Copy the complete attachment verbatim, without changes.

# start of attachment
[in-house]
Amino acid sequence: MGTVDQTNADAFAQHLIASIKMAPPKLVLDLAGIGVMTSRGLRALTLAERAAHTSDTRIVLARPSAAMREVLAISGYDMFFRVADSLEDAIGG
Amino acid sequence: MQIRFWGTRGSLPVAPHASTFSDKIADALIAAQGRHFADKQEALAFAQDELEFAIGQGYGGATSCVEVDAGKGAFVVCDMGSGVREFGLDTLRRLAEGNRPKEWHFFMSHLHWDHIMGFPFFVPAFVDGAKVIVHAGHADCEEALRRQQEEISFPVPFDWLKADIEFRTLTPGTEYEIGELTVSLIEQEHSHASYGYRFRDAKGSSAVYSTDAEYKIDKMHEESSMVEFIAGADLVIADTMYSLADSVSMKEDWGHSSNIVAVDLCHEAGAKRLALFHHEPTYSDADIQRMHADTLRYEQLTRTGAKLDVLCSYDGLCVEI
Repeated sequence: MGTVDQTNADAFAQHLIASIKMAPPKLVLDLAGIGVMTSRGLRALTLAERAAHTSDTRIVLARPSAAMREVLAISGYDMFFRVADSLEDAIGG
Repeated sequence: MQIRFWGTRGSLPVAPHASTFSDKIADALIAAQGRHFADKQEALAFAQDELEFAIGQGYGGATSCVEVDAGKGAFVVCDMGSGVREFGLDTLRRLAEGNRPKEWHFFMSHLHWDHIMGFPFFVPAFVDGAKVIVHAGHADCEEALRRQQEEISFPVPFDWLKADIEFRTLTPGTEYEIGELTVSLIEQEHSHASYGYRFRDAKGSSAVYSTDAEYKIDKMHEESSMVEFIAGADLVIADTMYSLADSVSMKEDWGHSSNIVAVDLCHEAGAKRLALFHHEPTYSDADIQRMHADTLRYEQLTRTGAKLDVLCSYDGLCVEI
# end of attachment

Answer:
[in-house]
Amino acid sequence: MGTVDQTNADAFAQHLIASIKMAPPKLVLDLAGIGVMTSRGLRALTLAERAAHTSDTRIVLARPSAAMREVLAISGYDMFFRVADSLEDAIGG
Amino acid sequence: MQIRFWGTRGSLPVAPHASTFSDKIADALIAAQGRHFADKQEALAFAQDELEFAIGQGYGGATSCVEVDAGKGAFVVCDMGSGVREFGLDTLRRLAEGNRPKEWHFFMSHLHWDHIMGFPFFVPAFVDGAKVIVHAGHADCEEALRRQQEEISFPVPFDWLKADIEFRTLTPGTEYEIGELTVSLIEQEHSHASYGYRFRDAKGSSAVYSTDAEYKIDKMHEESSMVEFIAGADLVIADTMYSLADSVSMKEDWGHSSNIVAVDLCHEAGAKRLALFHHEPTYSDADIQRMHADTLRYEQLTRTGAKLDVLCSYDGLCVEI
Repeated sequence: MGTVDQTNADAFAQHLIASIKMAPPKLVLDLAGIGVMTSRGLRALTLAERAAHTSDTRIVLARPSAAMREVLAISGYDMFFRVADSLEDAIGG
Repeated sequence: MQIRFWGTRGSLPVAPHASTFSDKIADALIAAQGRHFADKQEALAFAQDELEFAIGQGYGGATSCVEVDAGKGAFVVCDMGSGVREFGLDTLRRLAEGNRPKEWHFFMSHLHWDHIMGFPFFVPAFVDGAKVIVHAGHADCEEALRRQQEEISFPVPFDWLKADIEFRTLTPGTEYEIGELTVSLIEQEHSHASYGYRFRDAKGSSAVYSTDAEYKIDKMHEESSMVEFIAGADLVIADTMYSLADSVSMKEDWGHSSNIVAVDLCHEAGAKRLALFHHEPTYSDADIQRMHADTLRYEQLTRTGAKLDVLCSYDGLCVEI